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FCS Kali San Diego - Established September 25th, 2011

Wednesday, September 21, 2011

Neurophysiologic Basis of Motor Learning in FMA

Neurophysiologic Basis of Motor Learning in FMA
 as posted by Simeon Lao from FCS Kali Facebook

As practitioners of FMA primarily are always going through the process of learning, carrying out drills, templates, sumbradas  as in any other martial art who may have forms, katas etc. I thought it would be appropriate to reinforce Ka Ron post on the scientific basis of motor learning, in our case skills acquisition. Often times when martial skills are taught - it would vary from one teacher to another, and unlike the class room setting where ideas are imparted. In the the area of martial skills we have to take the next step of physically being able to execute the intended skill being learned. That is why when an instructor demonstrates, as student we attempt to mirror or mimic. Ofcourse our repetition of the perceived motor or movement pattern may not be completely accurate because of individual interpretation. As we go through our motion of drills, templates and sumbradas we need to consider carefully the  purpose of our drills, and not to get stuck in the rut of performing a drill for the sake of it but to establish a goal, delivery of the components with the appropriate energy and intent. We also have to take into consideration that in the engagement of combat or conflict there will be numerous external factors affecting our delivery. The more we can simulate the environment of which we may have to execute these movements the better our chances of being succesful in our endeavor. These various environments will train our neurophysiologic system both motor, sensory and cognitive. Our perception of the incoming strike will be challenged as we  try to maintain our balance on the gravel ground we are standing on. Below is an outline of Motor skills and the development of motor skills from neurophysiologic perspective. This is current published data and not merely an opinion, we can safely say that it has solid basis on published peer reviewed material from the research & medical communities.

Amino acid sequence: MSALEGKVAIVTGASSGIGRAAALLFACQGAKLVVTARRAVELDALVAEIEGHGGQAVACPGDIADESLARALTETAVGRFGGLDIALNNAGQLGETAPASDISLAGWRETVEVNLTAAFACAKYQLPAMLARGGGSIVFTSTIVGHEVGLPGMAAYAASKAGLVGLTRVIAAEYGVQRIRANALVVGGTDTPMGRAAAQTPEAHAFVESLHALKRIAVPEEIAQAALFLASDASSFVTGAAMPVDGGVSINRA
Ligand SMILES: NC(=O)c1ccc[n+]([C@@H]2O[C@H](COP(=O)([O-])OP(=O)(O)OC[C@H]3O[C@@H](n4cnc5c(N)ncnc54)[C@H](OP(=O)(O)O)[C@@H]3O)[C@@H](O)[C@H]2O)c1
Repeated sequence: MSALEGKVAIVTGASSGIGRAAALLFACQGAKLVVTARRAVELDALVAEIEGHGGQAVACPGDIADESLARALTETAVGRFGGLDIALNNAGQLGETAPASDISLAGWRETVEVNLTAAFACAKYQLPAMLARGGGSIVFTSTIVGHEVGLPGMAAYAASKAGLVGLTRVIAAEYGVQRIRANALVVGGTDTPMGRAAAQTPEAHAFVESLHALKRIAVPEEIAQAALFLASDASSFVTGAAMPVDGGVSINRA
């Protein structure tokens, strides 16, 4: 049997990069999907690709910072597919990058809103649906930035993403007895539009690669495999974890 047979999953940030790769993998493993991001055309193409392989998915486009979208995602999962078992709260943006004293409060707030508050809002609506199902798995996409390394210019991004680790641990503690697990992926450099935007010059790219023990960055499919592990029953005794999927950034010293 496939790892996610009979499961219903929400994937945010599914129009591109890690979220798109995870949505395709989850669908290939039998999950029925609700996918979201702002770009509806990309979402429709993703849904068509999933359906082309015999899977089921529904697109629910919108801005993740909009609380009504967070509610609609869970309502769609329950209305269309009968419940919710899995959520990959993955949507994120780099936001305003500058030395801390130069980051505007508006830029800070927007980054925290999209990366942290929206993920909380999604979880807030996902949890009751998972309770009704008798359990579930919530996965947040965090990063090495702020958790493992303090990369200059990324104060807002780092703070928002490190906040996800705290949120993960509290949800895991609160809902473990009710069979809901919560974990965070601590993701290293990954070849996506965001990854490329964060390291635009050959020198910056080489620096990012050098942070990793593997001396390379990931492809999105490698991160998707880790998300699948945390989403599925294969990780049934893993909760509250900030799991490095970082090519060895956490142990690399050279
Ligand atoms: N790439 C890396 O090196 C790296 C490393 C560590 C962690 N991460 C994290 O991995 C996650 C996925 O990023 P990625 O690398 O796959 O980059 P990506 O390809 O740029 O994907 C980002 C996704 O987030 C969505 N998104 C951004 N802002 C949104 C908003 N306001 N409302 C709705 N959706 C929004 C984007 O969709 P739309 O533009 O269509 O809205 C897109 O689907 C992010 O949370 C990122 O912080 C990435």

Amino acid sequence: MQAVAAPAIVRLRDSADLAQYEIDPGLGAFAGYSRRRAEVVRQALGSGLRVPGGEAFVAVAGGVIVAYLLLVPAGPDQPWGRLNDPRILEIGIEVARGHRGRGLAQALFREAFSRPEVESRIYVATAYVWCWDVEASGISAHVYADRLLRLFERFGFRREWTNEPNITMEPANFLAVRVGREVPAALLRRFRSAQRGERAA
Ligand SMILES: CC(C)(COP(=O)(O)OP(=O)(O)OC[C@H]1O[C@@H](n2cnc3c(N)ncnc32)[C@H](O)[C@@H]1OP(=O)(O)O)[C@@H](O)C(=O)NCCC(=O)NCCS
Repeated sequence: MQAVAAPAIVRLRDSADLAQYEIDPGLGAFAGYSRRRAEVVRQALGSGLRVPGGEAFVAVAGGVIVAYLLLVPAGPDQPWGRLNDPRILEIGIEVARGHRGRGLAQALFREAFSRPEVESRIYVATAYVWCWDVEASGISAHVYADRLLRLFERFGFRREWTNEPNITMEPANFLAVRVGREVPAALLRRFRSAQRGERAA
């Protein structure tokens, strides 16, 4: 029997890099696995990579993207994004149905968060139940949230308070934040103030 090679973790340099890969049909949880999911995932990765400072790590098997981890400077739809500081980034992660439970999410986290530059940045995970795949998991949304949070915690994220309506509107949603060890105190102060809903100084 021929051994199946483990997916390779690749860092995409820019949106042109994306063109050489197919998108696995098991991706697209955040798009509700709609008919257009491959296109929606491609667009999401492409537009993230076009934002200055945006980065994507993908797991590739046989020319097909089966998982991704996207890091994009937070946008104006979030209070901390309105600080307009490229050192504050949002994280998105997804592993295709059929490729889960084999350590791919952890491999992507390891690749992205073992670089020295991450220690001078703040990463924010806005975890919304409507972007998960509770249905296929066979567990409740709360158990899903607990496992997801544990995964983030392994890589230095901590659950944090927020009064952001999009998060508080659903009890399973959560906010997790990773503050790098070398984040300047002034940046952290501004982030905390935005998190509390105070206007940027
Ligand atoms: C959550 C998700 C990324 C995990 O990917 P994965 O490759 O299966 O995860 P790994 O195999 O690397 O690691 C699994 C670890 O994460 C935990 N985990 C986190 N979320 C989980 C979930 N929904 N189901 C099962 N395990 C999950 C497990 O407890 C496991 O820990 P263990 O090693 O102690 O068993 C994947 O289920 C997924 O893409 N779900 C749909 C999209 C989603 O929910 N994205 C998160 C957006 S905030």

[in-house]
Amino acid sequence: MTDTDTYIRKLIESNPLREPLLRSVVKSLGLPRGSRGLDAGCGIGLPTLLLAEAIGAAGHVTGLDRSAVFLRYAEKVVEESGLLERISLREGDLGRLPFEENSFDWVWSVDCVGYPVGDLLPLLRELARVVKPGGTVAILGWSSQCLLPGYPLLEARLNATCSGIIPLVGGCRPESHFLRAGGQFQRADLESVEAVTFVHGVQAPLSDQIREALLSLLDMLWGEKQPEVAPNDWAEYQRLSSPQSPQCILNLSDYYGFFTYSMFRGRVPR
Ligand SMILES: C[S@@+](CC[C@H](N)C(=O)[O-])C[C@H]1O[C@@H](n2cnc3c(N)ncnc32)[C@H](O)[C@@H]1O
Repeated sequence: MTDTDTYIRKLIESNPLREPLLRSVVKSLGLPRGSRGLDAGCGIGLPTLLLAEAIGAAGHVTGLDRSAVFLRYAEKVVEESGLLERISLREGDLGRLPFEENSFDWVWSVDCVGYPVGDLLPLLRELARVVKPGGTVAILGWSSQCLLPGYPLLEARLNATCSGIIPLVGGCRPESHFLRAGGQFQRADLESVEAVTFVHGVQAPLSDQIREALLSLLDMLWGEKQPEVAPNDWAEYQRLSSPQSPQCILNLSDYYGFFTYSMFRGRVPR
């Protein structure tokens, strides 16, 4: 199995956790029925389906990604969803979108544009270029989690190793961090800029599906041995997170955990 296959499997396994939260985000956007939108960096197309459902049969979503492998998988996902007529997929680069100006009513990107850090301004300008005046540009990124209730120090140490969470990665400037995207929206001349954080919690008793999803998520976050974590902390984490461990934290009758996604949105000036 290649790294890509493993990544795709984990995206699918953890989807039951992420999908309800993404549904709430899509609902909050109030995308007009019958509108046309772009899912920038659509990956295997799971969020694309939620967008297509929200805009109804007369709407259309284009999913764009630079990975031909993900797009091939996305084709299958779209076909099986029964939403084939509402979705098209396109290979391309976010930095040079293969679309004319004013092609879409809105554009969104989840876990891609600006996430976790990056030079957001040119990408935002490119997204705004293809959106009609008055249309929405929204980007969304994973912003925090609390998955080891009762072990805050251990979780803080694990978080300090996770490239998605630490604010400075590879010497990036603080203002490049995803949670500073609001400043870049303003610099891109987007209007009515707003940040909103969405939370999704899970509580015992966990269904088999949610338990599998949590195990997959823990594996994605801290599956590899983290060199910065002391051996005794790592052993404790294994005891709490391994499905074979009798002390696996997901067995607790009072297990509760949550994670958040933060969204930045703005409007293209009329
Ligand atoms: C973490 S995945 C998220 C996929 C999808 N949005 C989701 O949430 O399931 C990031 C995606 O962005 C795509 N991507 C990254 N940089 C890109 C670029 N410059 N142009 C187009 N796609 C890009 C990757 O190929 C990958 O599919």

Pre-requisites of motor control 
• Musculoskeletal system
• Sensory-motor control system
• Cognitive processes

Pre-requisites of sensory-motor learning:
• Ability of the nervous system to adapt (Neuroplasticity)
• Practice
• Cognitive and psychological application

What factors influence sensory-motor learning?
• Physical
– Sensory feedback – sight, hearing, proprioception
– Musculoskeletal: Muscle framework, strength and posture
– Neurological processing & connectivity and co-ordination
• Psychological
– Pleasure - pain
– Motivation, drive and desire – boredom, failure, anxiety
• Cognitive
– Decision making
– Sequencing - planning
– Reasoning
– Concentration and attention
– Language and comprehension – ability to understand instructions

Neuroplasticity - behavioural level
• Associative learning – reward, pleasure, pain – Pavlov’s dog
• Non-associative learning – reflex – habituation / sensitisation
• Declarative or explicit memory / learning (consciously aware of
remembering e.g. facts) learning is very rapid
• Non-declarative  or implicit  memory / learning – motor skills
(demonstrated by ‘doing’)

Practice -
• Simple repetition is not enough
• Context: goal orientated, relevant, real vs. imagined (Ching-yi
Wu Arch Phys med 2000)  or simulated (Hu-ing Ma. Am J OT 1999)
• Varied - Random vs. block (Hanlon RE, Arch Phys Med Aug 96)
• Feedback: encouragement
• Learning approaches e.g. Implicit vs. Explicit (Boyd LA,  and
Winstein CJ, Physical Therapy 2003)
• Attention to the task – motivation, success

International Neurorehabilitation Symposium  2009 University of Zurich
Ericsson KA et al. The role of deliberate practice in the acquisition of expert
performance. Psych rev 1993 Vol 100; 3; 363-406Skill acquisition: Implicit and Explic

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